Extreme reaction to halftime stunt hampering rights

Americans are now in the midst of the real aftermath of the unfortunate breast-baring during halftime at the Super Bowl: the political pandering that leads to ever-more-intrusive restrictions on liberties. The framers of the Constitution and Bill of Rights tried to protect us from this, but the attitude of most modern politicians toward the First Amendment is — well, offensive and indecent.
The halftime incident did shock many people, and many expressed that shock in protests to CBS, which aired the program, and the Federal Communications Commission.
At the level of the private sector, action has already been taken. Janet Jackson was disinvited from a couple of public appearances and some of her live television appearances have inspired producers to use a five-second delay on those broadcasts.
What’s done can’t be undone, but steps have already been taken to see that something similar doesn’t happen again.
Problem handled, perhaps imperfectly but handled nonetheless.
A sensible person might think so, but most sensible people underestimate the opportunism of politicians and bureaucrats.
First FCC Chairman Michael Powell (who has been commendably trying to loosen ownership restrictions as unwarranted limitations on freedom) said he was shocked — deeply shocked — by the display. He promised to do something pronto, starting with forcing some FCC analysts to listen to a year’s worth of shock-jock Howard Stern’s jejune ramblings.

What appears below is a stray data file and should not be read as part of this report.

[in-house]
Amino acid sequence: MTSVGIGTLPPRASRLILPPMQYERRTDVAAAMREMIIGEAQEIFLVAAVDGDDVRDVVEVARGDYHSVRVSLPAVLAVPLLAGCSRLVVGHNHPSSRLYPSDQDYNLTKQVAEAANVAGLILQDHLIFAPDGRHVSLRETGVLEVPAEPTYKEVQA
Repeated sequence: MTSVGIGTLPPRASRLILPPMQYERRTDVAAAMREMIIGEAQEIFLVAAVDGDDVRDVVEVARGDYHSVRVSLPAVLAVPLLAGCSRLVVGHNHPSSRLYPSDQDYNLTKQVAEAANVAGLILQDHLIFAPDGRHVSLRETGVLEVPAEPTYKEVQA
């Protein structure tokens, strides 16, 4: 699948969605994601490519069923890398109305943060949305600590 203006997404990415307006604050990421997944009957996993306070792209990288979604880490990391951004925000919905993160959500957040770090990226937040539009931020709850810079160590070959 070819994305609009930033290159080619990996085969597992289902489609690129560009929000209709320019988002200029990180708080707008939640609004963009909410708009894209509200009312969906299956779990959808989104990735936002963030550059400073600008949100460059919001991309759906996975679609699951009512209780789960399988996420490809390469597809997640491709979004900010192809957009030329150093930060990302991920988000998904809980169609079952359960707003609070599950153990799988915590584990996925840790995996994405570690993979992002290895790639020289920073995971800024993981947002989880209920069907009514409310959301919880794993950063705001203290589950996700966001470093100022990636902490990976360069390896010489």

Then Congress chimed in, voting to raise the fines for “indecency” to $500,000 from $11,000 for performers and $27,500 for FCC license holders.
Of course, neither of these actions would have prevented the Super Bowl incident, but who cares? Our brave nannies have created the appearance of protecting us.
If anyone took the First Amendment — “Congress shall make no law … abridging freedom of speech, or of the press” — seriously, none of this would be happening.
But the country took a wrong turn back in the 1930s, when broadcasting was young. Instead of viewing broadcasting as the press with new technology, as in fact it is, Congress concocted the pleasing myth that “the people” own nature’s airwaves, arguing that the broadcast spectrum was limited and a referee was needed to control access. So broadcasting was made a second-class media citizen with a federal agency set up to oversee and censor it. The set-up continues, even as the broadcast spectrum grows exponentially.
Protecting children is the job of families. Adults have the full right to decide what is offensive to them and make their choices accordingly. Government should butt out.